"Usage trends are encouraging, once they try it," she said.
Hit Hollywood films typically sell for $3.95 on VOD; the studios keep 60 cents or more of the take. Producers haven't signed off on Comcast's $1-per-title hit-movie discount, unless the operator eats any shortfall.
SOME LIKE IT HOT
Comcast plans to roll out its SVOD and VOD marketing efforts in the third quarter. The MSO has VOD up and running in 19 markets, covering 3 million homes and 600,000 digital subscribers. The goal is to double those figures by year-end.
On-demand is clearly in demand. Last week's CTAM conference drew 1,259 attendees, 59 more than last year. They heard content providers and cable operators speak glowingly about on-demand opportunities.
"VOD and SVOD represents a big opportunity for cable," said Sony Pictures Entertainment president and chief operating officer Mel Harris.
Discovery Networks previewed a multipart on-demand approach that would include a paid "Discovery On Demand" service; a "Discovery Choice 10" package of 10 free, frequently rotated on-demand programs; and a video encyclopedia with file-server content aimed at schools.
"Content-on-demand holds great potential for the cable industry," Discovery Communications Inc. president Judith McHale said. "And cable enjoys a significant technical advantage."
Discovery has tested on-demand content through Diva Systems Corp. over the past few years, in preparation for wider VOD rollouts.
Operators should remember that brands will help drive VOD usage, McHale said.
"Strong brands must be supported by strong marketing," she said.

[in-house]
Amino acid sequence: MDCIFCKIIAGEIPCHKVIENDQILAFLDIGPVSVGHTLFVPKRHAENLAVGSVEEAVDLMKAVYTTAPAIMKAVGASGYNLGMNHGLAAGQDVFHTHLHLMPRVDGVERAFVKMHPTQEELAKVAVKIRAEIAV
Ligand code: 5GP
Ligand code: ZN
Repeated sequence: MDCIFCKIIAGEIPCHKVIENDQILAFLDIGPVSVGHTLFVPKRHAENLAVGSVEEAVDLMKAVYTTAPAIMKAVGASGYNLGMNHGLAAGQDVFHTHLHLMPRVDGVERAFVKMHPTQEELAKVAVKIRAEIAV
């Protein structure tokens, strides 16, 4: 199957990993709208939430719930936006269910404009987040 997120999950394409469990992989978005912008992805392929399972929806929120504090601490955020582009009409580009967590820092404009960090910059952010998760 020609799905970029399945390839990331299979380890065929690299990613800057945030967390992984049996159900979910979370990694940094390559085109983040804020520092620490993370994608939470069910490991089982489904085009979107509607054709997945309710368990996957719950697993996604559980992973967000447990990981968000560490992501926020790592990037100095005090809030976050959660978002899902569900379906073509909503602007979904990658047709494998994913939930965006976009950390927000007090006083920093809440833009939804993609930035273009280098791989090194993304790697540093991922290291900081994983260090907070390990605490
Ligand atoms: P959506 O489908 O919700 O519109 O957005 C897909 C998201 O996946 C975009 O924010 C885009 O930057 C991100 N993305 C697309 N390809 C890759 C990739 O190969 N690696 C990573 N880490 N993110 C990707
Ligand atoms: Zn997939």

Operators must also be sensitive to basic-cable viewing patterns.
"On-demand services have to include recent and compelling programming," said McHale.
Discovery will rotate new titles through Discovery Choice 10, but high-profile content, such as
and Raising the Mammoth, would be slotted for the Discovery On Demand premium service, geared to the network's enthusiasts.
SEI: DECIDE WELL
In his keynote address, Starz Encore's Sie warned that "cable must make good strategic decisions" in deploying VOD services to protect its subscriber base from further erosion from direct broadcast satellite.
Cable must capture 68 percent of all new digital subscriber growth, Sie said, "or the cable base will erode. If cable only gets 50 percent market share, it will lose 8 million basics."
SVOD "can be a positive engine for growth," said Sie. "Cable has the wherewithal to get ahead of the curve."
It's also cable's hedge against DBS's personal video recorder technology, in his view. "I believe that SVOD is far superior to PVR," said Sie.